A Durham physicist explains gravitational waves. I can now almost understand it.
geology is so much simpler
Thursday this week saw a wonderful gift from a large international team of scientists and engineers to the rest of humankind. They reported the first detection of gravitational waves following their prediction by Albert Einstein a century before (in Einstein, A., Annalen der Physik 49, 769-822 (1916)] .
The discovery is the first-fruits of overwhelming human imagination, to conceive of such a thing as a wave that travels in the warp and weft of space and time itself, of the extraordinary talent, skill and care taken in building the exquisitely sensitive LIGO detectors, and of the deeply impressive patience, over decades, of researchers willing to devote fruitless decades to the long search in the hope that it will one day open our gravitational ‘ears’ to the sounds of the universe.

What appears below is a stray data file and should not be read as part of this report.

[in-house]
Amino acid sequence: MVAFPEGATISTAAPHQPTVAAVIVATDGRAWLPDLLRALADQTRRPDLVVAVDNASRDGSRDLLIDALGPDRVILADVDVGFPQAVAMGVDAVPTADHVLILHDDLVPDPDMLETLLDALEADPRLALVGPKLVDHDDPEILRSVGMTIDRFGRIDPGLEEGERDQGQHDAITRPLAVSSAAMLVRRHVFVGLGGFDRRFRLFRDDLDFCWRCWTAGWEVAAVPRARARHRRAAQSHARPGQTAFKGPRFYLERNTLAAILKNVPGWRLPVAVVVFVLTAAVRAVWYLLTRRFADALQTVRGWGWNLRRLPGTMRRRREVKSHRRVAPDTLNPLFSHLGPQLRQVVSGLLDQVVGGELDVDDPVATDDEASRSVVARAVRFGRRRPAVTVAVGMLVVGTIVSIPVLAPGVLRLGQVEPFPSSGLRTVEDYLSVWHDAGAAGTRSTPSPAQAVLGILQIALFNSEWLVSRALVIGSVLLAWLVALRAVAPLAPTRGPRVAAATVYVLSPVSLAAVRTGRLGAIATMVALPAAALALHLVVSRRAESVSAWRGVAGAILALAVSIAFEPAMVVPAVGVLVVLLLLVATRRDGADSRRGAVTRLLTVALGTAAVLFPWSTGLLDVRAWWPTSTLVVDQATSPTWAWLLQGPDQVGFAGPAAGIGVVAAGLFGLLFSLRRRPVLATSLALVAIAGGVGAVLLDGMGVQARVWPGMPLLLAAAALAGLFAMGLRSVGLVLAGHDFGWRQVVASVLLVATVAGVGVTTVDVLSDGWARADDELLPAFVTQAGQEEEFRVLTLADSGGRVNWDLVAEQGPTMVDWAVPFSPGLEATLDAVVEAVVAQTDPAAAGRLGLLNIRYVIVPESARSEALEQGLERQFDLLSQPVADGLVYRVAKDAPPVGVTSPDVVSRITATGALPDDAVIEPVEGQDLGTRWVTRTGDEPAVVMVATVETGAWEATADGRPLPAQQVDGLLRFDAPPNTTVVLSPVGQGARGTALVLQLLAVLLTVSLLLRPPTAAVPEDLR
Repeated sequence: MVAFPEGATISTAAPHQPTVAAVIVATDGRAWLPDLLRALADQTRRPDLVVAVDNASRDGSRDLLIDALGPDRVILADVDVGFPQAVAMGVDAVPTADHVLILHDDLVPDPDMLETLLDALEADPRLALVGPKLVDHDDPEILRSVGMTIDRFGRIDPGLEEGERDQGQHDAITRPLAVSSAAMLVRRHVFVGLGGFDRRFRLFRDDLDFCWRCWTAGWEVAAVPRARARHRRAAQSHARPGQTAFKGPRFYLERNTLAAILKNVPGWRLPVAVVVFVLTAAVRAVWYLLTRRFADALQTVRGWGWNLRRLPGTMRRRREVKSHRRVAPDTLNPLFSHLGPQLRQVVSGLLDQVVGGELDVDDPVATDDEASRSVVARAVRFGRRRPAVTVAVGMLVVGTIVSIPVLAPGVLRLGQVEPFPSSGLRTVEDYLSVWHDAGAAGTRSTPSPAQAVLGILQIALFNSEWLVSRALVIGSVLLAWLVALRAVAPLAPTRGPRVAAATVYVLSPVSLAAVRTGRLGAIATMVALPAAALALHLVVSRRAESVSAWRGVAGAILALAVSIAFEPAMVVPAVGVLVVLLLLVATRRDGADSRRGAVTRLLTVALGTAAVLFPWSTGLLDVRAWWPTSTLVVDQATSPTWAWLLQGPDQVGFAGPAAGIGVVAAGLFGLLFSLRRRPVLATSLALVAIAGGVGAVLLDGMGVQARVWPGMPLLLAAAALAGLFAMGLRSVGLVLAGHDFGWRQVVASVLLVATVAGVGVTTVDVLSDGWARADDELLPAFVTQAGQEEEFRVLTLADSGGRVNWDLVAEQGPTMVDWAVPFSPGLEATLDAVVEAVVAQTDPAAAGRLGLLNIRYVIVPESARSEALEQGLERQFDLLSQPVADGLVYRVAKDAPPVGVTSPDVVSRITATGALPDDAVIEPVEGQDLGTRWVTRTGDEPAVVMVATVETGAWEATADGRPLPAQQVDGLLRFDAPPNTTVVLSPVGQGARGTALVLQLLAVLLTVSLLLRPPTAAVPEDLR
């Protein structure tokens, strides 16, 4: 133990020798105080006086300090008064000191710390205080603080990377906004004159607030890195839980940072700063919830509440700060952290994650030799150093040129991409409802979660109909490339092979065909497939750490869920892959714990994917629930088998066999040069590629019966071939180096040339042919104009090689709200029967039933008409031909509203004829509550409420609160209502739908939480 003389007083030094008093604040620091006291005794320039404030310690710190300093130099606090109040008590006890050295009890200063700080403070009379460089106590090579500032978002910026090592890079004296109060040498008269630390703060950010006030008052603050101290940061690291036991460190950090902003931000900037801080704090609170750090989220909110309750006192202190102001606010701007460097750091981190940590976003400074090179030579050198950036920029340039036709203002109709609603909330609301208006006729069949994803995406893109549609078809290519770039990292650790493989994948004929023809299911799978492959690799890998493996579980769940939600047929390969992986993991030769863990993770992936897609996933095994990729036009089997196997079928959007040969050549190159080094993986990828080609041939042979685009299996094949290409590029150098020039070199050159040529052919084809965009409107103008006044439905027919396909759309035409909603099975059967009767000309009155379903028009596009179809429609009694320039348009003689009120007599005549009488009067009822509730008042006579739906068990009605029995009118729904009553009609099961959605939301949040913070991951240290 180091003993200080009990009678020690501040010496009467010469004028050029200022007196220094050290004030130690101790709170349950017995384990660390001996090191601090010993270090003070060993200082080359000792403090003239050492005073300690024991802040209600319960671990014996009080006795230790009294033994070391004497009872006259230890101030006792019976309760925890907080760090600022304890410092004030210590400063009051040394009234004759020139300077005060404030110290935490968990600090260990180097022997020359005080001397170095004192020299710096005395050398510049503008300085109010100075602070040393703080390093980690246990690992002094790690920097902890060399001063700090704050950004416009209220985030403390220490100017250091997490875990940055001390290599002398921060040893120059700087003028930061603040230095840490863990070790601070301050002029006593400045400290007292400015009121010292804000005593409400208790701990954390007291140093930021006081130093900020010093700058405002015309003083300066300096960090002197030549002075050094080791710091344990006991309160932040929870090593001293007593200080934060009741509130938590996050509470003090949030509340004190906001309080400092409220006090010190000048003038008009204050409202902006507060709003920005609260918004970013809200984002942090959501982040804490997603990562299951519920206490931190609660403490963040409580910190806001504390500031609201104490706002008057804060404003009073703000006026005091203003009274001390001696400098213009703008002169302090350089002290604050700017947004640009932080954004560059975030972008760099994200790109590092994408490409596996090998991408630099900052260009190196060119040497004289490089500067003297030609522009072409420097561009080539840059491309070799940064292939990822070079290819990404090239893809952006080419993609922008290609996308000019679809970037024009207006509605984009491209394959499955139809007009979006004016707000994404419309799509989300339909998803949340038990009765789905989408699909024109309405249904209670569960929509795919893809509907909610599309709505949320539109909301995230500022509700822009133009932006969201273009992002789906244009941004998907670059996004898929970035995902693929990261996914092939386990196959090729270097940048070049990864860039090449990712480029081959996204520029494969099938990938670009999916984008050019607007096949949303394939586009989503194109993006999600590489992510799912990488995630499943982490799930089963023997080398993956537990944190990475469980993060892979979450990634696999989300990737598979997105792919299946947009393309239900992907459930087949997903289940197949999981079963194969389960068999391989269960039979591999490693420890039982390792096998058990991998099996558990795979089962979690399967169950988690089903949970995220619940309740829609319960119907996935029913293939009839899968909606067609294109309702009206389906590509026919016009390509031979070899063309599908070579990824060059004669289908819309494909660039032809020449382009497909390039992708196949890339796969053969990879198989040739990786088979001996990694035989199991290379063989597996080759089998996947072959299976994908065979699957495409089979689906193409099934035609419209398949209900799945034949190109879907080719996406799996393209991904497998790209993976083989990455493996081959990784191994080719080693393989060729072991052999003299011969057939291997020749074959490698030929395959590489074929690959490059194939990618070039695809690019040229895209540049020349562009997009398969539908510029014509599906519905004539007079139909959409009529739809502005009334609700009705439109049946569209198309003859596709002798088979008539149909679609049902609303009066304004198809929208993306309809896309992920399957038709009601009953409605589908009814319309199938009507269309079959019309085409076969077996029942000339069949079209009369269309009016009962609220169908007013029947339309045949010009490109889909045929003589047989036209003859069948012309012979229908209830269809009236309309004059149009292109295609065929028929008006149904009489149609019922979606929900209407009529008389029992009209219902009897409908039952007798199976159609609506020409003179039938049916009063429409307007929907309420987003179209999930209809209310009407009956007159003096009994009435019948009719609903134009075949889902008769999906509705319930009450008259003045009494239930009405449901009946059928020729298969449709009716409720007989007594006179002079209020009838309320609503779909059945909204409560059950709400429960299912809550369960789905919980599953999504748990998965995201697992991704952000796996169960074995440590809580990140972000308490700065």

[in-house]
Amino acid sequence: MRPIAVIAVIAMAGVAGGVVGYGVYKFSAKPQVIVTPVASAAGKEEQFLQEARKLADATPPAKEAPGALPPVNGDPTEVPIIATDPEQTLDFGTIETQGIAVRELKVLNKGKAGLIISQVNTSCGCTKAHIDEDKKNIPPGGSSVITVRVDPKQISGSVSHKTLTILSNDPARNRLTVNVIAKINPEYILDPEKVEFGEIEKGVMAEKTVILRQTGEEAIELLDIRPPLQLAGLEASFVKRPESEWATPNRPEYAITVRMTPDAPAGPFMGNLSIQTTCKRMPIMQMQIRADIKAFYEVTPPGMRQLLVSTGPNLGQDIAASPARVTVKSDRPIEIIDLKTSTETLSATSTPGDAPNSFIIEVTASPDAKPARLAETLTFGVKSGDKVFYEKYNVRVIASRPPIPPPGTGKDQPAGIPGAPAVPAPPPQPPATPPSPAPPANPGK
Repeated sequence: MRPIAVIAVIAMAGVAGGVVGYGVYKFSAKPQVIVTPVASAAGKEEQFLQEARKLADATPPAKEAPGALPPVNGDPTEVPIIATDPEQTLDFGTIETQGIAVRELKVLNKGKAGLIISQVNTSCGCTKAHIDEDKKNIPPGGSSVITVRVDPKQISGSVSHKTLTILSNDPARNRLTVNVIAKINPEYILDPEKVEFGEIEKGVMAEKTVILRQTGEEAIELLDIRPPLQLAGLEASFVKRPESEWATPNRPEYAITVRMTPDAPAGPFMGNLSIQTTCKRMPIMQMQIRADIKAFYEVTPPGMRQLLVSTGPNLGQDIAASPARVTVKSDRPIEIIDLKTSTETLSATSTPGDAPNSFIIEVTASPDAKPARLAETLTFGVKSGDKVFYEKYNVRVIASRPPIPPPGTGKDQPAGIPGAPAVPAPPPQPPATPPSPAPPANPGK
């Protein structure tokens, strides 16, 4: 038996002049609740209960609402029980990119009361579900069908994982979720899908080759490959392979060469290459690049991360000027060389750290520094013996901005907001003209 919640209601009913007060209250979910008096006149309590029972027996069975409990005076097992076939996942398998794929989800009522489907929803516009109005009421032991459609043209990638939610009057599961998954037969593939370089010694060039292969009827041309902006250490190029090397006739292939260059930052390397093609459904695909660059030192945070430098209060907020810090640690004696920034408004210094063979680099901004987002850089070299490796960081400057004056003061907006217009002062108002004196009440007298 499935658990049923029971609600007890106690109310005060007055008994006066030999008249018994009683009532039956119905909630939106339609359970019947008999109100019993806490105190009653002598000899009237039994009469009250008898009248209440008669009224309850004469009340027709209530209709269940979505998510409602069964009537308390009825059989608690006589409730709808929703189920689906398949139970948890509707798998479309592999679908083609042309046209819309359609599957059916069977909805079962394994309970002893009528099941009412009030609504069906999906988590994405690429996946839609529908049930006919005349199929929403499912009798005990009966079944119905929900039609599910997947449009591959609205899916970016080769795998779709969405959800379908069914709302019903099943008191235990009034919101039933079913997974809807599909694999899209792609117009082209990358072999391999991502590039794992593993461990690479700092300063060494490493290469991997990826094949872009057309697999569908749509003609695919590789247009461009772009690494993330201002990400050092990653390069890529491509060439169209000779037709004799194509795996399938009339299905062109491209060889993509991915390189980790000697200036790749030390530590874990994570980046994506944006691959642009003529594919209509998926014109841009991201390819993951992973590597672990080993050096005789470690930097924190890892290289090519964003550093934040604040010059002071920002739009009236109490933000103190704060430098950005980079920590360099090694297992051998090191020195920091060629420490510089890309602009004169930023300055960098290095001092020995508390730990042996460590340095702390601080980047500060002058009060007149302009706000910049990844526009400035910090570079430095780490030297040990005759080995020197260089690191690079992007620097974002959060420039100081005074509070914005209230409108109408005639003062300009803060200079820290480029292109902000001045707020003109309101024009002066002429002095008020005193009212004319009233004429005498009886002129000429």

The astounding work deserves to be shared and enjoyed widely, and the scientists and science journalists have done an excellent job in…
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